Food as prevention – leading to nutritional challenges

Naples, Italy – The risk factors contributing to the dramatic increase in non-communicable diseases (NCDs) in recent decades have long been known, but the Covid-19 pandemic has cruelly exposed our collective failure to deal with it.

The Lancet reports on the findings of the latest Global Burden of Disease Study and warns of a ‘perfect storm’ caused by the interaction between the highly contagious Covid-19 virus and the continuing increase in chronic diseases and associated risk factors , such as obesity and high blood sugar.

The growing dangers posed by NCDs are highlighted in Good Health and Well-Being, the third of the 17 interconnected Sustainable Development Goals, which target the reduction of premature mortality by NCDs through prevention and treatment by 2030.

Yet NCDs are expected to account for 52 million deaths in 2030, representing approximately 75% of all deaths, up from 63% in 2013 and 71% in 2016. The global life expectancy increase could reach a turning point.

Cardiovascular disease is responsible for most deaths due to NCDs, followed by cancer. Diabetes is also a major killer. Deaths from Alzheimer’s disease and dementia are also increasing dramatically – partly because people in richer countries are living longer, but also because of better diagnosis and reporting of death certificates, as seen in the UK, where it is now the leading cause of death. according to the Office for National Statistics.

Many – but not all – of the risk factors leading to these NCDs are preventable and treatable through changes in unhealthy behaviors. Addressing it will have enormous social and economic benefits.

Good nutrition is the general key to reducing the risk of NCDs, even for Alzheimer’s, for which there is no cure. Recent studies cited by the World Health Organization suggest that people can reduce the risk of dementia by eating a healthy diet, as well as by exercising regularly, not smoking and avoiding harmful alcohol use.

Obesity has become a global epidemic, not just in richer countries. It is increasing in low- and middle-income countries, along with malnutrition and dwarfism. One in nine people worldwide is hungry or malnourished. One in three people is overweight or obese, according to the Global Nutrition Report 2020.

More than 650 million people around the world were classified as obese in 2016, exposing themselves to a major risk factor for cardiovascular disease, hypertension, stroke, diabetes and at least 12 types of cancer.

But as noted by Agnes Kalibata, Special Envoy for the UN 2021 Food Systems Summit, addressing the challenges of nutrition is more complex than those of hunger or food security, as it goes beyond food to cover issues of quality, access and affordability.

And so it is with obesity, a very complex aspect of malnutrition. Policies and best practices range from the development of eating guidelines and new educational programs to the introduction of taxes that discourage unhealthy consumption patterns.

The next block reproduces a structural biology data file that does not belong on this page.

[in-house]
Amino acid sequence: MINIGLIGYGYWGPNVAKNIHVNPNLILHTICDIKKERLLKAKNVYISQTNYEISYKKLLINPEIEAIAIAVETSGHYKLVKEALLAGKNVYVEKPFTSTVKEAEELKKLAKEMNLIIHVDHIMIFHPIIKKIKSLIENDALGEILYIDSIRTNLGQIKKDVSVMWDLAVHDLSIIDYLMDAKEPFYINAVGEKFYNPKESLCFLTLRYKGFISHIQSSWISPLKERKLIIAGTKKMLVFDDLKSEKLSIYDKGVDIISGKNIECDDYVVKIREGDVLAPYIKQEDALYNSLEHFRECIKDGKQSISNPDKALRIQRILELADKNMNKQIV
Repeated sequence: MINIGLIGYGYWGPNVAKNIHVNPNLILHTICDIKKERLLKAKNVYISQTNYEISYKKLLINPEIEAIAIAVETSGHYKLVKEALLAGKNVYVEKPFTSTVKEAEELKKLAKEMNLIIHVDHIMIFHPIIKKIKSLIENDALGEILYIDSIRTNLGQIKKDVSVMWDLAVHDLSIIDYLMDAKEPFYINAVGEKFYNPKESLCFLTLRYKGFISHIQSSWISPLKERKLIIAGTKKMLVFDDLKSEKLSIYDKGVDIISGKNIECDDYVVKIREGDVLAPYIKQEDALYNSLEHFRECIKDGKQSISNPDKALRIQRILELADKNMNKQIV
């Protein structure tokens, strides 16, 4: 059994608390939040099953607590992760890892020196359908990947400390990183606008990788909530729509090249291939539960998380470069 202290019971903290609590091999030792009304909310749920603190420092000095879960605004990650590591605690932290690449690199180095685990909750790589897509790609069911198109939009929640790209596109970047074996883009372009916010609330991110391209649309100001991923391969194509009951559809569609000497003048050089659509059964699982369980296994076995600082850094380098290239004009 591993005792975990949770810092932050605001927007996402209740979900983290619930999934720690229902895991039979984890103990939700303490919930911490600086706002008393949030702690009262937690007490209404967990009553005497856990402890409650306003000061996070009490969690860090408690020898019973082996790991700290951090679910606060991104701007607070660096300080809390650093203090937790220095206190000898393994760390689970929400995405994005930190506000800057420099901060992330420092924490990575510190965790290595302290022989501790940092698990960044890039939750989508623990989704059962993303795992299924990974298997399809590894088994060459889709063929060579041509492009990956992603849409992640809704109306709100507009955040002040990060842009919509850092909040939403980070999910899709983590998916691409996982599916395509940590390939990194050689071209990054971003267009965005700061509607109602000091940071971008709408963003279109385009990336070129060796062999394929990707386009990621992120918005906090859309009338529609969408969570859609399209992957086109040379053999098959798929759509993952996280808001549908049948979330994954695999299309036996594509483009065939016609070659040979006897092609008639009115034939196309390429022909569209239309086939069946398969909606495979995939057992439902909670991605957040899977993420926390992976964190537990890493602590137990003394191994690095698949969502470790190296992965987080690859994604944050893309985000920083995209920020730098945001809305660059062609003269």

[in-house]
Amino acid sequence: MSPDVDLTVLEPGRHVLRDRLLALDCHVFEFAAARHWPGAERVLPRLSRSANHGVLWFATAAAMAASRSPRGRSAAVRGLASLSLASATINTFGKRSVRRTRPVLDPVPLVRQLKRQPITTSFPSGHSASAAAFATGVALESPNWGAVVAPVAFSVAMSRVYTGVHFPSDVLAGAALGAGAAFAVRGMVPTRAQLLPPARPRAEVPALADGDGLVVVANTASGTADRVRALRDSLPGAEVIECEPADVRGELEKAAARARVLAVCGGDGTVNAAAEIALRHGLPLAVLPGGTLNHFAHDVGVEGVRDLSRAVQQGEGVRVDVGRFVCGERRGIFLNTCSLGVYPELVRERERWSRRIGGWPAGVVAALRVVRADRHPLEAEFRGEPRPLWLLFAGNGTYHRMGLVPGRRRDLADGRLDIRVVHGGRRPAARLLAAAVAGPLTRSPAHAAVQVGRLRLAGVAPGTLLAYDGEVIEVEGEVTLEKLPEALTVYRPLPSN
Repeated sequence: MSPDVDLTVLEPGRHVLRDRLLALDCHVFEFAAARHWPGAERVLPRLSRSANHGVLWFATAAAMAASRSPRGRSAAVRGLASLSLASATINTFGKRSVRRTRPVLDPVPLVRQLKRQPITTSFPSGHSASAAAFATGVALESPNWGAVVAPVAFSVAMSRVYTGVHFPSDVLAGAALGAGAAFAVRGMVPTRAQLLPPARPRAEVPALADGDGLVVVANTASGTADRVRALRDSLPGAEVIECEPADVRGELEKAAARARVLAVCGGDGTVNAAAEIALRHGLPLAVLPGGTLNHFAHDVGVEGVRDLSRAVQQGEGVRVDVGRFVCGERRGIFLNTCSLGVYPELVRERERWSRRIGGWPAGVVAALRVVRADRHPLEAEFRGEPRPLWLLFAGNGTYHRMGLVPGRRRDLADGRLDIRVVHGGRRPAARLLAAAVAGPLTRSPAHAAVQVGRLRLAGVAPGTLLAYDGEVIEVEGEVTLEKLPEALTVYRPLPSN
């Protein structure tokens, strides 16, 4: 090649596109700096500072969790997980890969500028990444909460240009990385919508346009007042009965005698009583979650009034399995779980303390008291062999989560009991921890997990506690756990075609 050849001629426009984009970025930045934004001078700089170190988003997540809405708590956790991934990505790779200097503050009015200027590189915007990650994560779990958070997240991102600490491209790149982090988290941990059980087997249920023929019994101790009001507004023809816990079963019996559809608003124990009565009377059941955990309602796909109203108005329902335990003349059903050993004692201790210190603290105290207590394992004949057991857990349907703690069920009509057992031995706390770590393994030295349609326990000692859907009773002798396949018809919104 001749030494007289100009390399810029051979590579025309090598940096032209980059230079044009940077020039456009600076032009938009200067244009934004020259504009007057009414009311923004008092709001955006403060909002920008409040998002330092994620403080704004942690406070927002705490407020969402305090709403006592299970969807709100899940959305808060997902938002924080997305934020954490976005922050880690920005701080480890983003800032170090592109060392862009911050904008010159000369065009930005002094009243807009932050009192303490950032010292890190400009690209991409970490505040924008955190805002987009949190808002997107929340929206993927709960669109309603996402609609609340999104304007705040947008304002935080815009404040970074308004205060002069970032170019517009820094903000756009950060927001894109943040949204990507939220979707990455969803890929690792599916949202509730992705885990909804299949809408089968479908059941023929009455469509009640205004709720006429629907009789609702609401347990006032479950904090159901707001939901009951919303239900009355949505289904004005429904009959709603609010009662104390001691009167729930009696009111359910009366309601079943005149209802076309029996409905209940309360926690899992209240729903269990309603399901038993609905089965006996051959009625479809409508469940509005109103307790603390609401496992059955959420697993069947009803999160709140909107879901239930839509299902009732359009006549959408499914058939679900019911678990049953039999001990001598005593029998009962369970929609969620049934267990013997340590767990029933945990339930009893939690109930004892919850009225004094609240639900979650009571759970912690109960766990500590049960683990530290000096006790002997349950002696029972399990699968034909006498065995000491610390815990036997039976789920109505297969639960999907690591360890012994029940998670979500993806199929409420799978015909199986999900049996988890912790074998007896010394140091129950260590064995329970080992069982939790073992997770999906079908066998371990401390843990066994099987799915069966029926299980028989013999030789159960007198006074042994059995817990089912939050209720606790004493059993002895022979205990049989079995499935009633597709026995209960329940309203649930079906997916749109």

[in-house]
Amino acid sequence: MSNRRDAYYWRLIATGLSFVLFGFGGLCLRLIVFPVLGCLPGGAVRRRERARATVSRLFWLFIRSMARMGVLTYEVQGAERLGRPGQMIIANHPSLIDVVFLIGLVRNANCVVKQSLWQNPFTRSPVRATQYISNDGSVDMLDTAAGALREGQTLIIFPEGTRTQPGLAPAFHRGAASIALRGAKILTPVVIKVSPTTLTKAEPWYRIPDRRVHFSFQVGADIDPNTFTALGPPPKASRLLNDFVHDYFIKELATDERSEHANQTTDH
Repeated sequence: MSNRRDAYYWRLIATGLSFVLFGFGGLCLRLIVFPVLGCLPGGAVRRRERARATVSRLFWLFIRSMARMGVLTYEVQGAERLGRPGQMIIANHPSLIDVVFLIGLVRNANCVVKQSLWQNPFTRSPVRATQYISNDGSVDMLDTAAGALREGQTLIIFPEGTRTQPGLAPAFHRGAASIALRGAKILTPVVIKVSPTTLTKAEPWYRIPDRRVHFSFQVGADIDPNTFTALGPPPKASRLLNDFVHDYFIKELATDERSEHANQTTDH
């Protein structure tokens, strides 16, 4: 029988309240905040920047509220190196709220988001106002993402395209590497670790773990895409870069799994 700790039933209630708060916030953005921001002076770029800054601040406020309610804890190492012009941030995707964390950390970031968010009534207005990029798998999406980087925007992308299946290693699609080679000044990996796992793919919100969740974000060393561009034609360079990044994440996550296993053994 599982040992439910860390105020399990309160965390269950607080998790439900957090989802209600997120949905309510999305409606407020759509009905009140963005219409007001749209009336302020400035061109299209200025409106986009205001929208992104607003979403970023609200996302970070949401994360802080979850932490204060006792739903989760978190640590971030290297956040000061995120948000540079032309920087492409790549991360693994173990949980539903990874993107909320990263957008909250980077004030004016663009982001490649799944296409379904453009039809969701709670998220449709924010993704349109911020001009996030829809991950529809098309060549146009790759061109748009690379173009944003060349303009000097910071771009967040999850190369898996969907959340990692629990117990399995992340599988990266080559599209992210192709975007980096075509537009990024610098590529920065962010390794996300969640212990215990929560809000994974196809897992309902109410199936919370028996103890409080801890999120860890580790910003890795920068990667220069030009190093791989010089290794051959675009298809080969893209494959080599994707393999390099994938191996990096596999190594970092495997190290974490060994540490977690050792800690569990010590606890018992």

Studies have shown that taxes increase prices, reduce purchases and reduce the consumption of unhealthy foods and beverages. Tax policies can also influence positive changes by reformulating the products to remove sugar, salt, fat or calories. Norway has had a tax on added sugar since 1922.

Research on NCDs should touch many bases. The Food Sustainability Index, developed by the Barilla Center for Food & Nutrition (BCFN) in partnership with the Economist Intelligence Unit, ranks 67 countries into three categories. The US ranks 34th out of 35 high-income countries in the pillar of nutritional challenges, characterized by diets high in sugar, meat, saturated fat and sodium. Japan tops the nutrition rankings, while Greece and India perform best in their income categories for the quality of their policy responses to dietary patterns.

In the European Union, around 550,000 people of working age die prematurely due to NCDs. As the leading cause of death, it costs the EU economies an estimated 115 billion euros a year, or 0.8% of GDP. More than 20% of people are obese, while about 10% of those aged 25 and older have diabetes.

Inequalities in food systems, from production to consumption, must be confronted to deal with the increase in diet-related NCDs. The vast majority of people do not have access to or afford a healthy diet. Sales of cheap but highly processed foods are rising in rich countries, but are also growing rapidly in the developing world.

The importance of nutrition and the role of food as prevention are the main themes of Reset the Food System from Farm to Fork, a conference hosted on December 1 by BCFN in partnership with Food Tank to formulate recommendations for the 2021 Food Systems Summit.

Just as there is no single silver bullet to prevent or treat obesity, we need to address a range of social inequalities – including poverty, race and housing – that deal with NCDs to increase the risk of serious illness and the death of Covid . -19.

NCDs have been critical in promoting the death toll from the virus, which has so far killed more than 1.2 million people. And in a vicious circle, the closures of Covid-19 are exacerbating poverty, forcing more people to take refuge in food banks and help deliveries to feed their families. The need to address nutritional challenges through food systems has never been so critical.

Gabriele Riccardi is Professor of Endocrinology and Metabolic Diseases, Federico II of the University of Naples; former president, Italian Association for Diabetology – SID; member of the Board of the Barilla Center for Food and Nutrition Advice, Italy

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